IMAGERY – The Los Angeles Wheelmen

Angelenos have had a passion for bicycling for longer than you might think. The image below was taken in Boyle Heights in 1893, about ten years after the bicycle chain was invented. Reformed in 1945, the Los Angeles Wheelmen bicycle riding club is still going strong, with multiple rides every week. There are far more than eleven members now. And don’t worry, I doubt they’re still wearing that fancy uniform. :)

The club’s ride schedule is here.

From their site:

“We are a group of bicyclists who enjoy the pleasure of riding with friends. We are not a racing club, and we welcome members of all abilities. We offer easier, moderate and difficult rides. We hold some multi-day trips, and in late June we offer the Grand Tour, a 24-hour ride of 120+, 200, 300 or 400 miles. At our social events, we make up for all the calories burned while riding. Our monthly newsletter, “The Gooseneck,” contains a descriptive ride schedule and much other news. Newcomers are welcome to try a few of our rides before deciding whether to join. Helmets are mandatory on all rides.”

©USC Digital Archive

Photographic portrait of the 11 Los Angeles Wheelmen posing as a group in cadet type uniforms at the East Side (Boyle Heights) track, October 3, 1893. “The Los Angeles wheelmen on the track include, left to right, standing — Jack Winters, John S. Thayer, Faye Stefenson, Phil Kitchen, W.J. Allen, E.S. Pauly, Tracy Hugh Rall, W.A. Tufts, and Walter Tyler; seated — Lord Gattensbury, A.D. Cummings, and Ernest Steuart, Paully.”

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7 Responses to “IMAGERY – The Los Angeles Wheelmen”

  1. Coolness. I guess bloomers hadn’t hit their stride as ladies bike attire yet, or there would have been some WheelGrrls in the mix. :)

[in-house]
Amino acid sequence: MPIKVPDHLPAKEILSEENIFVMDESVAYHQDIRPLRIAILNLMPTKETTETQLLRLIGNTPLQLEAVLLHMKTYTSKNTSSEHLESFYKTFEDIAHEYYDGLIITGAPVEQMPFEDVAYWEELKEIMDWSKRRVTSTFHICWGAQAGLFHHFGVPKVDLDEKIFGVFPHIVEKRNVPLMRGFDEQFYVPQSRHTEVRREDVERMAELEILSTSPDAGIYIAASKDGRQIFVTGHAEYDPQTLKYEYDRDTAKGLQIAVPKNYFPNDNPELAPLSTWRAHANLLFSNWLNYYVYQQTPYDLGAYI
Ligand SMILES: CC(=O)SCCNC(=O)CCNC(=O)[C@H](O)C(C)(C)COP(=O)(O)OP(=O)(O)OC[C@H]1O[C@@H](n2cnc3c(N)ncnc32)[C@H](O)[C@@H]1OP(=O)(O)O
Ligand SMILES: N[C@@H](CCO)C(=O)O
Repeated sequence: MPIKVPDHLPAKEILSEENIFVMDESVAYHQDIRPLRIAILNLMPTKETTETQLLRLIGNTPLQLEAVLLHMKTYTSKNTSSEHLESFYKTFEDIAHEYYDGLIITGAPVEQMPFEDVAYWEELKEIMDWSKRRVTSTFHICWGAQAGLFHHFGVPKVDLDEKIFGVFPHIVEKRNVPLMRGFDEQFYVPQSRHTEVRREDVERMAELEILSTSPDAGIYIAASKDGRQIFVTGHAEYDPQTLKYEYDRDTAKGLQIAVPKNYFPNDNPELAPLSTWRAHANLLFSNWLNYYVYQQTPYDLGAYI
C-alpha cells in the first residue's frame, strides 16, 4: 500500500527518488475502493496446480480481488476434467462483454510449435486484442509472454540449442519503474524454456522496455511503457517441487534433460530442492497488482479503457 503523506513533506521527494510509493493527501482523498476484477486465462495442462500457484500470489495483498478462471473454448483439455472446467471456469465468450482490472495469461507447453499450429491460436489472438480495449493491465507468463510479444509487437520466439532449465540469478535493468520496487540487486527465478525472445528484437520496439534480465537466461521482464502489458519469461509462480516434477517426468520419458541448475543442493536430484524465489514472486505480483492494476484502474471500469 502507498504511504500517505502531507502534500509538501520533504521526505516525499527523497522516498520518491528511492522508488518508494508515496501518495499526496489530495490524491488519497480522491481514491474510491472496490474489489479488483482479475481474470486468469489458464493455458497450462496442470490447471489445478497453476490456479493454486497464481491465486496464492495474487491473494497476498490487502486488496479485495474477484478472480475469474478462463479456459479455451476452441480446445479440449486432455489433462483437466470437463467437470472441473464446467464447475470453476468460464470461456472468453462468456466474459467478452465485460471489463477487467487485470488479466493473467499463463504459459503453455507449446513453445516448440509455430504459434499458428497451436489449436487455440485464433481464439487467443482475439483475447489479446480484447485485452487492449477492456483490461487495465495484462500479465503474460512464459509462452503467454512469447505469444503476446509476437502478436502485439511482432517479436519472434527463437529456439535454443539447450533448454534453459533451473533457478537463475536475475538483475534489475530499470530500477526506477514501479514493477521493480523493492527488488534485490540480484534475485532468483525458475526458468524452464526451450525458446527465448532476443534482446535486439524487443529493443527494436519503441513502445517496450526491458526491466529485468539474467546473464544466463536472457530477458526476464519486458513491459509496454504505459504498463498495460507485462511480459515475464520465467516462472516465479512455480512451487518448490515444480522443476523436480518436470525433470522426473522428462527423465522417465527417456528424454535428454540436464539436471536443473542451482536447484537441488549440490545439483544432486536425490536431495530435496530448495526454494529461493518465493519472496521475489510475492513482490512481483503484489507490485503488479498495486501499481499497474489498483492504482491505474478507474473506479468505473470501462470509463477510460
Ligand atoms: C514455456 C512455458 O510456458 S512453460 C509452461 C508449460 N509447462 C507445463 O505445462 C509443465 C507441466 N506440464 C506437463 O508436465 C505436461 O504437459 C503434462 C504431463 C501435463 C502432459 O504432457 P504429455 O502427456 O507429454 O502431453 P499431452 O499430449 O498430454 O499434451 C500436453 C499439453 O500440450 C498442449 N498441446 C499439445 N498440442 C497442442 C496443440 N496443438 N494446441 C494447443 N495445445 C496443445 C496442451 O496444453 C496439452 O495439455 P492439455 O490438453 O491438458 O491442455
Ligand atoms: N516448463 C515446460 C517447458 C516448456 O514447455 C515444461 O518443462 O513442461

2. oinker says:

    I am surprised that the Wheelmen were featured. Of all the cycling clubs in LA, this one is notoriously rude and unpleasant to ride with.

    • lynnster says:

      I’m sorry to hear that. Huh.

      It was featured just as a current tie to a historical photograph from the USC archive. Whenever I post a photo, I try to make sure I post whatever follow-up information about it that I can. Since they were still around, that was the motivation.

      I appreciate your input. I wasn’t previously aware of their reputation. Point noted.

    • David Nakai says:

      I am surprised to read this.

      I am a Los Angeles Wheelmen member for 15 years and we are a courteous and friendly group.

      If they were not, how would they have stayed around for 65 years.

      Come join a ride and see for yourself.

      Happy safe bicycling, David

    • MikeEberts says:

      Ooooh! Check out the cool fixie. Is that an early Brooks saddle on it? That bike wouldn’t look too out of place cruising around Echo Park.

      By the way, I’m also a longtime L.A. Wheelmen member. I can’t remember us being rude to anyone, but I kinda like the idea of us being notorious.



    Just looking for (other) bike routes to try and thought I would type “Los Angeles Wheelman” since I had ridden with them from 1970 (at age 13) till 1976.

    Not only the most enjoyable touring I have ever done, but also, discovered, true distance cycling at a young age. Did my first century with them by age 14 (on my old 1971 Raleigh International).

    I ALWAYS remember the Los Angeles Wheelman members as a friendly bunch (still remember an elderly cyclist “Herman” who “took me under his wing” while we were on a 50+ mile “medium” ride). I was 13 yrs old and still ridding my 1st 10 spd (a 45 lb Schwinn “Varsity !!!”) on this ride with NO toe clips/straps.

    Many years later (early 80’s in Orange Ca), rode with another club, but only for USCF affiliation (raced for a few years), but still remember, and will always have a special place in my memories, for all those wonderful LA Wheelman tours/rides. From Irvine (off Sand Canyon Rd) to Ventura County, my most enjoyable cycling memories are (still) those with the LA Wheelman (during my youth – am 53 now).

    Living in LA as a young teenager, son (“only child”) to a single working mother (who encouraged my cycling), the Los Angeles Wheelman/cycling, probably did more to “keep me out of trouble” than I will ever know.

    In general, people into cycling are often most enjoyable to talk too and to be around. Back in “the old days” (70’s), we ALWAYS waved to each other as serious cyclist were far and few (compared to the last 25 years).

    Long read – thanks for your time.
    Phillip (Corona, Ca)

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